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University of Phoenix agrees to eliminate $141 million in student debt

Posted at 7:09 PM, Dec 11, 2019

The University of Phoenix settled a legal battle with the Federal Trade Commission on Tuesday, by agreeing to eliminate $141 million in student debt and pay $50 million to the FTC, the FTC announced.

The settlement marked a record for the FTC.

"This is the largest settlement the Commission has obtained in a case against a for-profit school,” said Andrew Smith, Director of the FTC’s Bureau of Consumer Protection. “Students making important decisions about their education need the facts, not fantasy job opportunities that do not exist."

The FTC sued the University of Phoenix for deceptive marketing to potential students, leading students to believe that the university worked with employers such as Microsoft and Adobe to create job opportunities.

An example the FTC showed was of a TV advertisement that claimed that the University of Phoenix had a "growing list" of 2,000 partners while displaying logos for various large companies. In reality, these companies did not provide special job opportunities for students.

The FTC will use its share of the settlement for consumer redress. The remaining $141 million will go to cancel student debt owed by former students who were enrolled around the time they were likely exposed to the university's deceptive advertising.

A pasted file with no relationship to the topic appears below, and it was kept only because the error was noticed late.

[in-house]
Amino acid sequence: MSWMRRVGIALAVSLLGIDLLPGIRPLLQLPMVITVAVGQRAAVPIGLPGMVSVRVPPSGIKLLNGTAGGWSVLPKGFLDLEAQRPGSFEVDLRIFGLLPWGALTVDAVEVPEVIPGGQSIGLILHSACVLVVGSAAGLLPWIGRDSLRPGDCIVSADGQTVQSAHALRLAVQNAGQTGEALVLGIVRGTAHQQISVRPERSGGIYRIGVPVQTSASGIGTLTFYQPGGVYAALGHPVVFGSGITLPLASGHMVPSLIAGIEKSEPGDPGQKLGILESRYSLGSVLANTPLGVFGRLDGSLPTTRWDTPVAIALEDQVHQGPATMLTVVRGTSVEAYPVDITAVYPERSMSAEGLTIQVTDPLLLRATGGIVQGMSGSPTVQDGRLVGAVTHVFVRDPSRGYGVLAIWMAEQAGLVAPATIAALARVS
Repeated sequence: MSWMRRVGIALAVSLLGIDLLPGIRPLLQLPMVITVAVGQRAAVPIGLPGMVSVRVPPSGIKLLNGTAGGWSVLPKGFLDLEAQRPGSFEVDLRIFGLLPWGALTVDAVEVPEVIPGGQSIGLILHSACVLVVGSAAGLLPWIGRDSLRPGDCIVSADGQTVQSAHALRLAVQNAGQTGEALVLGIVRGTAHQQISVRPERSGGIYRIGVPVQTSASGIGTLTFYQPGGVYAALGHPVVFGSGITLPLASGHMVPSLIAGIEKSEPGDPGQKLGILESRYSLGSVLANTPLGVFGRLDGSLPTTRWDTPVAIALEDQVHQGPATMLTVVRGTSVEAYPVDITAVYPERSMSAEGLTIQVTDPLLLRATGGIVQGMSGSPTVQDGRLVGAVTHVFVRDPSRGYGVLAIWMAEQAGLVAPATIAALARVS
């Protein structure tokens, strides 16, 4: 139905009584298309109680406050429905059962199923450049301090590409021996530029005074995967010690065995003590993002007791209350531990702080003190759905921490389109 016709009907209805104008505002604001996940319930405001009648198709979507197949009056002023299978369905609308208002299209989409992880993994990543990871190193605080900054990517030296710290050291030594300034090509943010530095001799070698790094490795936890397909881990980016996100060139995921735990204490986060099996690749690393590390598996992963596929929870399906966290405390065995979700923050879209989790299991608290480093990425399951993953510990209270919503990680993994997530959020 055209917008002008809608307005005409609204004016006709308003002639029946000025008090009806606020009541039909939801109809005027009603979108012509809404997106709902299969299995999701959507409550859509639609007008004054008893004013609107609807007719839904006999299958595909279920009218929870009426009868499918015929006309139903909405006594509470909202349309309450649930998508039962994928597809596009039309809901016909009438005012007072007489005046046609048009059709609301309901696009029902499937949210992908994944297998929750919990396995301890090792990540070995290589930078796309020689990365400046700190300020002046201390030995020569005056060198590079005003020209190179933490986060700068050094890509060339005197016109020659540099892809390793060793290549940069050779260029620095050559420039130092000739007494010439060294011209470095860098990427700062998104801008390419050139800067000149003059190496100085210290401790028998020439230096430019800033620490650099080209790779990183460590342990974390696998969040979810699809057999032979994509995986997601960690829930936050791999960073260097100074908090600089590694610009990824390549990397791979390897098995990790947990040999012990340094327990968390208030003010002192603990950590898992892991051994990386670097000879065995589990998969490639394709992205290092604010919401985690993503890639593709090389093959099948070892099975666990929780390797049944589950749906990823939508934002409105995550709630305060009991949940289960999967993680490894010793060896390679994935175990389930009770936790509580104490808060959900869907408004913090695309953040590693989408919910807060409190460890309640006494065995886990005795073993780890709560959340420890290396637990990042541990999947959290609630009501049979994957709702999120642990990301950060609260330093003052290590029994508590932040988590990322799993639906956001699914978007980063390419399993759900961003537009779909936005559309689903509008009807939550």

The University of Phoenix said in a statement that it denies any wrongdoing.

"After cooperating fully with the FTC’s inquiry, the University is pleased to have reached this settlement agreement and resolved this matter, which principally focused on a marketing campaign that ran from late 2012 to early 2014," the statement read. "The campaign occurred under prior ownership and concluded before the FTC’s inquiry began. The University continues to believe it has acted appropriately and has admitted no wrongdoing.

"This settlement agreement will enable the University to maintain focus on its core mission of improving the lives of students through career-relevant higher education, and to avoid any further distraction from serving students that could have resulted from protracted litigation, as well as the time and expense of the litigation itself."

Here is what's next for those former students affected by the settlement, according to the University of Phoenix:

  • As determined by the terms of the settlement, a certain designated population of students who first enrolled between October 1, 2012 and December 31, 2016 are eligible for relief from accounts owed directly to the University. Other debts, including, but not limited to, federal student loans, are not covered and remain due pursuant to their terms.
  • The University will automatically release outstanding account balances for this designated population of students. These students do not need to take any action. The University will notify them and manage the processing of their debt forgiveness.
  • The University will ask the credit reporting agencies (Experian and Equifax) to delete the official record of debt for outstanding account balances for this designated population of students. The credit reporting agencies will then be responsible for processing any updates to the affected students’ credit reports.
  • To the extent that access to diplomas or transcripts was restricted for these students because of the previously outstanding balance, the University will lift that restriction and will make official transcripts available upon request for this designated population of students at the cost of the published transcript fee. This will allow these students to more easily pursue further higher education if they choose.